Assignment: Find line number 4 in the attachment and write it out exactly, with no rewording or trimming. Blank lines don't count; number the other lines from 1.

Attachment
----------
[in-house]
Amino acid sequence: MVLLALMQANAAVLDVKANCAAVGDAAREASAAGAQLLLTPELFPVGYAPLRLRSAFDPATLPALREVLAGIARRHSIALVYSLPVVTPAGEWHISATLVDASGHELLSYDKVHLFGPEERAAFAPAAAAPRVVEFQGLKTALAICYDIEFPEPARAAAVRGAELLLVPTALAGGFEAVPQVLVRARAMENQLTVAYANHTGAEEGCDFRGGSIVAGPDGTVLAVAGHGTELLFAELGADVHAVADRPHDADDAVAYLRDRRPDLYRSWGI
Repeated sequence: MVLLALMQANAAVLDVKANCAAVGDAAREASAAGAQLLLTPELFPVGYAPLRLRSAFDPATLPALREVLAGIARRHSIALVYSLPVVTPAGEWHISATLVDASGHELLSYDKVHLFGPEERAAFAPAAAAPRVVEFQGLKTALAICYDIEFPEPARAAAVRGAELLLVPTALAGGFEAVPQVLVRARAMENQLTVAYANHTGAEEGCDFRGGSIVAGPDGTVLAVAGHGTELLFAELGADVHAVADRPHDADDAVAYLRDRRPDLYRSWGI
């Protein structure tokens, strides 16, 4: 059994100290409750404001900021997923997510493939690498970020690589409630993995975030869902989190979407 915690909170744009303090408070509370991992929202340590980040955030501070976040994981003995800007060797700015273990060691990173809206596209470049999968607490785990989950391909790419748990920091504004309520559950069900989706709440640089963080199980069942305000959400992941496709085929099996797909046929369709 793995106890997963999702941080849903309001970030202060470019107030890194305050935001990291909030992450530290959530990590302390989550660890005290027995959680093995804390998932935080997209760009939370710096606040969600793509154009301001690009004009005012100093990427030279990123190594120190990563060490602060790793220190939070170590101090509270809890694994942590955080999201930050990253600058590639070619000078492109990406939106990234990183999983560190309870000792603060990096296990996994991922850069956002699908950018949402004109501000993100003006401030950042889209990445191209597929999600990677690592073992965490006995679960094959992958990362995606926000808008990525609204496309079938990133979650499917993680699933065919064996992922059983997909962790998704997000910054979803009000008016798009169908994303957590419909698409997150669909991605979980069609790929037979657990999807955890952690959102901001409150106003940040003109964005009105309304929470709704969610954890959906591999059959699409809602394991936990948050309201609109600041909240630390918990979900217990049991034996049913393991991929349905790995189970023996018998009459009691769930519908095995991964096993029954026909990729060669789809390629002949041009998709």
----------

């Protein structure tokens, strides 16, 4: 059994100290409750404001900021997923997510493939690498970020690589409630993995975030869902989190979407 915690909170744009303090408070509370991992929202340590980040955030501070976040994981003995800007060797700015273990060691990173809206596209470049999968607490785990989950391909790419748990920091504004309520559950069900989706709440640089963080199980069942305000959400992941496709085929099996797909046929369709 793995106890997963999702941080849903309001970030202060470019107030890194305050935001990291909030992450530290959530990590302390989550660890005290027995959680093995804390998932935080997209760009939370710096606040969600793509154009301001690009004009005012100093990427030279990123190594120190990563060490602060790793220190939070170590101090509270809890694994942590955080999201930050990253600058590639070619000078492109990406939106990234990183999983560190309870000792603060990096296990996994991922850069956002699908950018949402004109501000993100003006401030950042889209990445191209597929999600990677690592073992965490006995679960094959992958990362995606926000808008990525609204496309079938990133979650499917993680699933065919064996992922059983997909962790998704997000910054979803009000008016798009169908994303957590419909698409997150669909991605979980069609790929037979657990999807955890952690959102901001409150106003940040003109964005009105309304929470709704969610954890959906591999059959699409809602394991936990948050309201609109600041909240630390918990979900217990049991034996049913393991991929349905790995189970023996018998009459009691769930519908095995991964096993029954026909990729060669789809390629002949041009998709």